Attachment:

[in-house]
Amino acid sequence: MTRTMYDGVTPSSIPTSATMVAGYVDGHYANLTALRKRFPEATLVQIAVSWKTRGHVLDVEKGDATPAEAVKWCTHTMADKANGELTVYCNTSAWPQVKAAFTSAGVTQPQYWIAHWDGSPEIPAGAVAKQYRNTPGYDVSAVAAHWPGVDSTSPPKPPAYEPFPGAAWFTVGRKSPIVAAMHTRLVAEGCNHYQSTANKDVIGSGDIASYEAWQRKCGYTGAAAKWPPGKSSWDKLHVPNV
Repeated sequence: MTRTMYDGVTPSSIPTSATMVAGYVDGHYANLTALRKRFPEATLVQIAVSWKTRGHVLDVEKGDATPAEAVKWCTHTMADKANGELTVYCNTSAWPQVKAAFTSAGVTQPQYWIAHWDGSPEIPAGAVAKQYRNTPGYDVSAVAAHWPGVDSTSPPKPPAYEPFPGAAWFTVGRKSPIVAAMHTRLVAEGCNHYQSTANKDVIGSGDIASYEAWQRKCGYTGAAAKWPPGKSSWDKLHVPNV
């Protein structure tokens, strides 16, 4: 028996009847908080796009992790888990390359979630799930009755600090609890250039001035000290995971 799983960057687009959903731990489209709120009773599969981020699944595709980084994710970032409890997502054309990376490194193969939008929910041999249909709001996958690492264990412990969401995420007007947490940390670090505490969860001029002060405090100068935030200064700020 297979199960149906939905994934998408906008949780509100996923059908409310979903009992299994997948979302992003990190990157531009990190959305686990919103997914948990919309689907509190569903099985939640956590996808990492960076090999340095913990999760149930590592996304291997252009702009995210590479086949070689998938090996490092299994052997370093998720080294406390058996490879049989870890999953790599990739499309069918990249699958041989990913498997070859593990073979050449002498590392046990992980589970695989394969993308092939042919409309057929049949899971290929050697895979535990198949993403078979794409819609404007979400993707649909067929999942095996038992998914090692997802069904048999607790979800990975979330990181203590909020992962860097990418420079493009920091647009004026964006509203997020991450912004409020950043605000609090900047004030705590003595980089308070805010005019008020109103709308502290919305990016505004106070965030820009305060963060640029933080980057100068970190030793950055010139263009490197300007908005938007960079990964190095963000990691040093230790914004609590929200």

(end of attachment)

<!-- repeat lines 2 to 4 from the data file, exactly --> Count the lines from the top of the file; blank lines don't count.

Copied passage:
Amino acid sequence: MTRTMYDGVTPSSIPTSATMVAGYVDGHYANLTALRKRFPEATLVQIAVSWKTRGHVLDVEKGDATPAEAVKWCTHTMADKANGELTVYCNTSAWPQVKAAFTSAGVTQPQYWIAHWDGSPEIPAGAVAKQYRNTPGYDVSAVAAHWPGVDSTSPPKPPAYEPFPGAAWFTVGRKSPIVAAMHTRLVAEGCNHYQSTANKDVIGSGDIASYEAWQRKCGYTGAAAKWPPGKSSWDKLHVPNV
Repeated sequence: MTRTMYDGVTPSSIPTSATMVAGYVDGHYANLTALRKRFPEATLVQIAVSWKTRGHVLDVEKGDATPAEAVKWCTHTMADKANGELTVYCNTSAWPQVKAAFTSAGVTQPQYWIAHWDGSPEIPAGAVAKQYRNTPGYDVSAVAAHWPGVDSTSPPKPPAYEPFPGAAWFTVGRKSPIVAAMHTRLVAEGCNHYQSTANKDVIGSGDIASYEAWQRKCGYTGAAAKWPPGKSSWDKLHVPNV
């Protein structure tokens, strides 16, 4: 028996009847908080796009992790888990390359979630799930009755600090609890250039001035000290995971 799983960057687009959903731990489209709120009773599969981020699944595709980084994710970032409890997502054309990376490194193969939008929910041999249909709001996958690492264990412990969401995420007007947490940390670090505490969860001029002060405090100068935030200064700020 297979199960149906939905994934998408906008949780509100996923059908409310979903009992299994997948979302992003990190990157531009990190959305686990919103997914948990919309689907509190569903099985939640956590996808990492960076090999340095913990999760149930590592996304291997252009702009995210590479086949070689998938090996490092299994052997370093998720080294406390058996490879049989870890999953790599990739499309069918990249699958041989990913498997070859593990073979050449002498590392046990992980589970695989394969993308092939042919409309057929049949899971290929050697895979535990198949993403078979794409819609404007979400993707649909067929999942095996038992998914090692997802069904048999607790979800990975979330990181203590909020992962860097990418420079493009920091647009004026964006509203997020991450912004409020950043605000609090900047004030705590003595980089308070805010005019008020109103709308502290919305990016505004106070965030820009305060963060640029933080980057100068970190030793950055010139263009490197300007908005938007960079990964190095963000990691040093230790914004609590929200």